Exceptional water deficits are forecast to diminish considerably November through January, but will continue to emerge in coastal Mauritania, western Niger, southeastern Nigeria, and southern Cameroon. Deficits in South Africa are expected to moderate but severe deficits are forecast along the Orange River and from Lesotho through Swaziland. Notable surpluses are expected in southern Sudan, South Sudan, Tanzania, Malawi, Mozambique, and Zambia. After January, moderate to severe deficits are forecast across North Africa, mild deficits in the south, and surpluses in Tanzania.
Exceptional water deficits are expected to diminish considerably, leaving severe conditions across the north but relatively moderate conditions in the south. Some intense deficits are forecast for western Mauritania, southwestern Burkina Faso, the Chinko Nature Reserve in Central African Republic, southwestern Namibia, and Cape Town, South Africa. Surpluses are forecast for southeastern Sudan, northeastern South Sudan, the Niger Delta, Gabon, north-central Uganda, eastern Tanzania, Okavango Delta in Botswana, and the central border between Botswana and South Africa.
Overall the extent of exceptional water deficits is expected to diminish considerably September through November leaving moderate deficits in the south and extreme to exceptional deficits across the southern Sahara. Exceptional surpluses are expected to persist in southeastern Tanzania, and while those areas of surplus will moderate slightly after November, surpluses will emerge throughout the country and may be particularly intense in Dodoma Region. Except for surpluses in East Africa, primarily moderate deficits are forecast for most of the continent from November through spring next year.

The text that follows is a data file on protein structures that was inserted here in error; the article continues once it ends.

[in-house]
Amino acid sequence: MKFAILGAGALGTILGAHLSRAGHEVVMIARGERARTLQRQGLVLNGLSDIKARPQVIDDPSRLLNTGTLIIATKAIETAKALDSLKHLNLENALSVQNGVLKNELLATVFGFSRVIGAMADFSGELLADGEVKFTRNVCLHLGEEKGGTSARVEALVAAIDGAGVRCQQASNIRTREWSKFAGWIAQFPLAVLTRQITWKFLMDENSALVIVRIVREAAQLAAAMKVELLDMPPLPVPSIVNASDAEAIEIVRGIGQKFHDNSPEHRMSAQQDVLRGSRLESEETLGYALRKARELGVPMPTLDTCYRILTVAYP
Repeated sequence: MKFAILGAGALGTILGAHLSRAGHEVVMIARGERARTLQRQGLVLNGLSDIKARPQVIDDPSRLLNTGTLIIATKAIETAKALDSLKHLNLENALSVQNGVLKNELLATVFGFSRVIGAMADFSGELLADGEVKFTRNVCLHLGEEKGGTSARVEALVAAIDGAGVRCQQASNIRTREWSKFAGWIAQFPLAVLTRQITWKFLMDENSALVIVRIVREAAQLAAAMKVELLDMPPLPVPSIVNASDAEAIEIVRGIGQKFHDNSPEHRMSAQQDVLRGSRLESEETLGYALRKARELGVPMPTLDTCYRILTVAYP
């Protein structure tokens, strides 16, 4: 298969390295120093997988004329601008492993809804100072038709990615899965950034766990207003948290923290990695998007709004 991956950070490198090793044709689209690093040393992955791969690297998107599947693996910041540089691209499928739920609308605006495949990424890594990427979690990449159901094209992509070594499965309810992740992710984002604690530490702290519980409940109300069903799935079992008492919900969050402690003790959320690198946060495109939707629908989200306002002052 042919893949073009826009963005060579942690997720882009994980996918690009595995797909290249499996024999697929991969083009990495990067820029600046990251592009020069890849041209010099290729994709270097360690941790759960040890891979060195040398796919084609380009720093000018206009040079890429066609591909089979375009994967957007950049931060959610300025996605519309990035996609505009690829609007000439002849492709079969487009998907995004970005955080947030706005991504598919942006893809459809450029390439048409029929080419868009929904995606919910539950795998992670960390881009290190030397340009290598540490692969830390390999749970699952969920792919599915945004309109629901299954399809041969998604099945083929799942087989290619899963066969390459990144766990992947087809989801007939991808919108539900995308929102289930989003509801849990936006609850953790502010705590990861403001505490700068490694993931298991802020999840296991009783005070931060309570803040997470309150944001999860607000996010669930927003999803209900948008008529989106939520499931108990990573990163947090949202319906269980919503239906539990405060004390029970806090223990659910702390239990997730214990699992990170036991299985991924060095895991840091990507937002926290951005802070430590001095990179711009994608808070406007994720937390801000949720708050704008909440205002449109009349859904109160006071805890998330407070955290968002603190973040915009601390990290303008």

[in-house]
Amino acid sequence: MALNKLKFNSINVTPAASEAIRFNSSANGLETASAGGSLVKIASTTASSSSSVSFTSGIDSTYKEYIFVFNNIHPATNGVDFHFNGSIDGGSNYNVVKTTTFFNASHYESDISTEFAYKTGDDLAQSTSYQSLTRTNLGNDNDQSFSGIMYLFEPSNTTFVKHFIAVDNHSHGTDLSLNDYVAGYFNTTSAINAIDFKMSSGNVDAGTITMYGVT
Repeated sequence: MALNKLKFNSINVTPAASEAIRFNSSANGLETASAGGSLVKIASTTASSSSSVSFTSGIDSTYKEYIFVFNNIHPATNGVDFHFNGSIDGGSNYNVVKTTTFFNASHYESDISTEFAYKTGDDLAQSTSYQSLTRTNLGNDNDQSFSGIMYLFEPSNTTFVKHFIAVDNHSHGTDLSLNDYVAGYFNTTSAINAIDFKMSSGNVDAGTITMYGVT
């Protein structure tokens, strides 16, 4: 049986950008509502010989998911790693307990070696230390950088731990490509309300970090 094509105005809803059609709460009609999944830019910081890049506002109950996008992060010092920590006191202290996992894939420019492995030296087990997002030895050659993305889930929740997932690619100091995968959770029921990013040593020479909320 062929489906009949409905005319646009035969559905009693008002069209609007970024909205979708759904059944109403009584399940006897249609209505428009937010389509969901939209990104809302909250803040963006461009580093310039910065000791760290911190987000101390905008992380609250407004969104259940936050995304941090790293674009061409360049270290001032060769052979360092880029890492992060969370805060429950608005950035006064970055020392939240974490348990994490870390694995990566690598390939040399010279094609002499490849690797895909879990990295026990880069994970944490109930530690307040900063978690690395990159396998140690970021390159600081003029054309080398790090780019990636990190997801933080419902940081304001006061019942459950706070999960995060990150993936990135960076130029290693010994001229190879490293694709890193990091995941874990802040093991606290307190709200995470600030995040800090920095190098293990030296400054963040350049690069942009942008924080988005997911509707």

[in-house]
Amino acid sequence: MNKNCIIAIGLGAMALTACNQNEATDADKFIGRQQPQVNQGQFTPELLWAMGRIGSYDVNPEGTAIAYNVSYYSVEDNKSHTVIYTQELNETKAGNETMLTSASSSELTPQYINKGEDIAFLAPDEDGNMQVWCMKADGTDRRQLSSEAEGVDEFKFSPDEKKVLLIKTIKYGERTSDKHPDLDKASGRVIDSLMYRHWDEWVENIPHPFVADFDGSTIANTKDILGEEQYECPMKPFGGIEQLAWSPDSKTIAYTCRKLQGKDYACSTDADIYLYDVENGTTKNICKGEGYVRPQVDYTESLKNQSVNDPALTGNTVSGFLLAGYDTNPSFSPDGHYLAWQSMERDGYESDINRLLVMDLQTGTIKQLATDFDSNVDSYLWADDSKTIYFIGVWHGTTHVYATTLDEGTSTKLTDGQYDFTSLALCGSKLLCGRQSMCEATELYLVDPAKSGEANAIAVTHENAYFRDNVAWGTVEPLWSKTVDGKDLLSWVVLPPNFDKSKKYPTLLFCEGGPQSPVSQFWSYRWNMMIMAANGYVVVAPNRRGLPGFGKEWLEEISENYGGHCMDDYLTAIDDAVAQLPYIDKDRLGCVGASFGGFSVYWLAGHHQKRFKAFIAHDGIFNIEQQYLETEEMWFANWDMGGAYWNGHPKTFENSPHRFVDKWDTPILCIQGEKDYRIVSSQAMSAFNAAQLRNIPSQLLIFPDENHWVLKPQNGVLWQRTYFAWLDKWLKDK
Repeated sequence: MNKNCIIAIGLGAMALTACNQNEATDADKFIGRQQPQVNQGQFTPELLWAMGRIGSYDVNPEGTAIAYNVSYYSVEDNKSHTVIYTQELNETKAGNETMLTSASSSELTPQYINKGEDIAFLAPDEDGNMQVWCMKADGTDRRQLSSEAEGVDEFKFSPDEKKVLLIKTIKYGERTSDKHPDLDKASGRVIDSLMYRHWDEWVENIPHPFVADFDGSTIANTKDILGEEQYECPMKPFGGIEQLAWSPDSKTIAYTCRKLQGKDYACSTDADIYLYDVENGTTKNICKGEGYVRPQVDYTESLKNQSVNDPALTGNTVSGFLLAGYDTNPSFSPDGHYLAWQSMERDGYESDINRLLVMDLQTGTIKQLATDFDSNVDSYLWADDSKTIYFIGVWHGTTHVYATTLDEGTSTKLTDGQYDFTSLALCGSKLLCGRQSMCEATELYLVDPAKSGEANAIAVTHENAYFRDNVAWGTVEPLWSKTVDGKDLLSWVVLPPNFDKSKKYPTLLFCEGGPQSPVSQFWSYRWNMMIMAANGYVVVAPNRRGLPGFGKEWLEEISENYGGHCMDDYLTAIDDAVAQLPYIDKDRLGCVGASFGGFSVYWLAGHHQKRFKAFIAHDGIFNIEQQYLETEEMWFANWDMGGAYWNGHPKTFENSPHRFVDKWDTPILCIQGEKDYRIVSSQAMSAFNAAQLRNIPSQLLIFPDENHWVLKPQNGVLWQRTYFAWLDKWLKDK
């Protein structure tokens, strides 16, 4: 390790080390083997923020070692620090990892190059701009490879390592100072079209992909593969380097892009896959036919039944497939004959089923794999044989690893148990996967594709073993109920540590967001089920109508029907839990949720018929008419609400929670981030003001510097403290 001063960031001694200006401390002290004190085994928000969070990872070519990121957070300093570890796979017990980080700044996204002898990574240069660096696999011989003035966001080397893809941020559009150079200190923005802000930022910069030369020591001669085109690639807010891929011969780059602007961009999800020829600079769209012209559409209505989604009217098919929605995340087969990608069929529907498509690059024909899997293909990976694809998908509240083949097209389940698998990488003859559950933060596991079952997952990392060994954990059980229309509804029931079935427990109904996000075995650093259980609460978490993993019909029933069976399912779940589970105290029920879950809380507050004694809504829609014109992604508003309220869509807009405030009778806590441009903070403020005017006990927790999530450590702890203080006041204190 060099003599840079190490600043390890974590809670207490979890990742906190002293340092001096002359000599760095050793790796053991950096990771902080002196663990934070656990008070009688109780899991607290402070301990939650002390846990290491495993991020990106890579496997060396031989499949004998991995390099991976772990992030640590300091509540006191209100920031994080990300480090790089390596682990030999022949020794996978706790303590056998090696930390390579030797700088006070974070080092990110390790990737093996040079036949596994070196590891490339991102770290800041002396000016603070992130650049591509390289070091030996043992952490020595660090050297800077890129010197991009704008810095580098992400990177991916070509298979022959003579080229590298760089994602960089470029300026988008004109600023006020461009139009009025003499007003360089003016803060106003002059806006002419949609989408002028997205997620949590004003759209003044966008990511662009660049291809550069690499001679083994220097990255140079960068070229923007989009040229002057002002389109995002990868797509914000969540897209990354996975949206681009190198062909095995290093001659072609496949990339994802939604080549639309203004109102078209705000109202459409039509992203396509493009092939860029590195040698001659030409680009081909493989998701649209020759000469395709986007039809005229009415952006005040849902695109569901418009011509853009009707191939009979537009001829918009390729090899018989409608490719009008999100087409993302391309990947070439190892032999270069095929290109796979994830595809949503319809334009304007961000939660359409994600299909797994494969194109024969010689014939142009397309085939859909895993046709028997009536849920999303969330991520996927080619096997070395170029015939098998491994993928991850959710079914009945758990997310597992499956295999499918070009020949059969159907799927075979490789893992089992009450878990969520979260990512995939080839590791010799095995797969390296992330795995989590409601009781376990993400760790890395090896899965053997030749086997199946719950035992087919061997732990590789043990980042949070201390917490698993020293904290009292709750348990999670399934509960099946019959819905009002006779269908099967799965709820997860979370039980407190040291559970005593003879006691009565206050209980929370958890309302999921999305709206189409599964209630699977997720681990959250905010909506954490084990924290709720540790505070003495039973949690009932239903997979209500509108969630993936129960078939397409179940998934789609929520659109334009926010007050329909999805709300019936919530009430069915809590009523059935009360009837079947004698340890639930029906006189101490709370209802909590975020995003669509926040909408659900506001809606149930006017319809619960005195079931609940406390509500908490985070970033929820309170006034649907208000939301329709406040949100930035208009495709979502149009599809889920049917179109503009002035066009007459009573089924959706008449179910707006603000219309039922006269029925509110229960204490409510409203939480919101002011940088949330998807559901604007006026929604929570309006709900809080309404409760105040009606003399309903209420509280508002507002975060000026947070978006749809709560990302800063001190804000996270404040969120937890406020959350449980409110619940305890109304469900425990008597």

The extent of exceptional water deficits is expected to diminish considerably through October – particularly in the southern half of the continent – but deficits reaching exceptional intensity are forecast from northern Mauritania through northern Sudan, and in Somaliland, Somalia, and eastern Ethiopia. A large block of exceptional surplus is forecast in eastern Tanzania, and some exceptional surplus is also expected in northern Madagascar. Overall, deficits will continue to downgrade through January 2018, while surpluses will increase in Tanzania and will emerge in Malawi, northern Mozambique, eastern Zambia, Uganda, western Kenya, and along the While Nile in South Sudan.
The extent of exceptional water deficits is expected to diminish considerably after September, though deficits of varying severity will remain in the forecast and will likely be more severe in the northern half of the continent. In the near-term, July through September, severe to exceptional deficits are forecast in the desert regions of the northern nations, Algeria, Libya, Egypt, northern Niger, and northern Sudan; and also in Equatorial Guinea and Gabon. Exceptional deficits will retreat in southern Namibia during this period but will emerge in the northeastern portion of the country, eastward into neighboring Botswana and across the border into South Africa. Exceptional surpluses are forecast to continue in eastern Tanzania though September but will retreat to the coast by December.